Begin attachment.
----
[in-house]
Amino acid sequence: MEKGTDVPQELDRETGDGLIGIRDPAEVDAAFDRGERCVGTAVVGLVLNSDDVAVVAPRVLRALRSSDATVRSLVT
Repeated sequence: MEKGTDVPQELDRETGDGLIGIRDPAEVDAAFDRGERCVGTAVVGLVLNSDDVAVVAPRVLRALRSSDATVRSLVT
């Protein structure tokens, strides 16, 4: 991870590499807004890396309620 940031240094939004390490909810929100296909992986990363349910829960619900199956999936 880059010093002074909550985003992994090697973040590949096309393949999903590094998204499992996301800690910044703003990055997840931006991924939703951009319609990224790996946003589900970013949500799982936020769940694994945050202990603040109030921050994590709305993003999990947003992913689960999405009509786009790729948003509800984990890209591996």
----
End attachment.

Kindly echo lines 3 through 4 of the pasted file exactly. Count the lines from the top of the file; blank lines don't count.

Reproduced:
Repeated sequence: MEKGTDVPQELDRETGDGLIGIRDPAEVDAAFDRGERCVGTAVVGLVLNSDDVAVVAPRVLRALRSSDATVRSLVT
């Protein structure tokens, strides 16, 4: 991870590499807004890396309620 940031240094939004390490909810929100296909992986990363349910829960619900199956999936 880059010093002074909550985003992994090697973040590949096309393949999903590094998204499992996301800690910044703003990055997840931006991924939703951009319609990224790996946003589900970013949500799982936020769940694994945050202990603040109030921050994590709305993003999990947003992913689960999405009509786009790729948003509800984990890209591996």